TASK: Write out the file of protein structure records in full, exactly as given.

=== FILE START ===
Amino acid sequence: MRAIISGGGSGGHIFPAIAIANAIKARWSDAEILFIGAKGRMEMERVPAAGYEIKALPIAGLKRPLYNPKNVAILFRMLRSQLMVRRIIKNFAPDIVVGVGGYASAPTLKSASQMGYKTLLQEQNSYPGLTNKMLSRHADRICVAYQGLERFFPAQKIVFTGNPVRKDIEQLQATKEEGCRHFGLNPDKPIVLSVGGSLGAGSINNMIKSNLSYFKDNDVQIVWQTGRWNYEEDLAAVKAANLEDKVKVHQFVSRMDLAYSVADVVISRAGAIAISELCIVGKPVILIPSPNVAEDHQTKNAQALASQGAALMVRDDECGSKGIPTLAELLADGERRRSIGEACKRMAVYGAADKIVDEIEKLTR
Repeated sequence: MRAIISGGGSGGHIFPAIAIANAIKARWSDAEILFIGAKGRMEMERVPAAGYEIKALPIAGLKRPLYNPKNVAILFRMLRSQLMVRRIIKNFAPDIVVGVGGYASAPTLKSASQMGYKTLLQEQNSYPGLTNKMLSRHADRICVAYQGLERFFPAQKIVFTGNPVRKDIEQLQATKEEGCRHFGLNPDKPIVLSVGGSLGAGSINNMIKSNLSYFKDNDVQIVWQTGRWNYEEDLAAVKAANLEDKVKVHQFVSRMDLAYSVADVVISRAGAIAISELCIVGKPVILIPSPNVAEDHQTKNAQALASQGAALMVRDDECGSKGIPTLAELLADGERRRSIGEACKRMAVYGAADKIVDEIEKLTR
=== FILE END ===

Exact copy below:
Amino acid sequence: MRAIISGGGSGGHIFPAIAIANAIKARWSDAEILFIGAKGRMEMERVPAAGYEIKALPIAGLKRPLYNPKNVAILFRMLRSQLMVRRIIKNFAPDIVVGVGGYASAPTLKSASQMGYKTLLQEQNSYPGLTNKMLSRHADRICVAYQGLERFFPAQKIVFTGNPVRKDIEQLQATKEEGCRHFGLNPDKPIVLSVGGSLGAGSINNMIKSNLSYFKDNDVQIVWQTGRWNYEEDLAAVKAANLEDKVKVHQFVSRMDLAYSVADVVISRAGAIAISELCIVGKPVILIPSPNVAEDHQTKNAQALASQGAALMVRDDECGSKGIPTLAELLADGERRRSIGEACKRMAVYGAADKIVDEIEKLTR
Repeated sequence: MRAIISGGGSGGHIFPAIAIANAIKARWSDAEILFIGAKGRMEMERVPAAGYEIKALPIAGLKRPLYNPKNVAILFRMLRSQLMVRRIIKNFAPDIVVGVGGYASAPTLKSASQMGYKTLLQEQNSYPGLTNKMLSRHADRICVAYQGLERFFPAQKIVFTGNPVRKDIEQLQATKEEGCRHFGLNPDKPIVLSVGGSLGAGSINNMIKSNLSYFKDNDVQIVWQTGRWNYEEDLAAVKAANLEDKVKVHQFVSRMDLAYSVADVVISRAGAIAISELCIVGKPVILIPSPNVAEDHQTKNAQALASQGAALMVRDDECGSKGIPTLAELLADGERRRSIGEACKRMAVYGAADKIVDEIEKLTR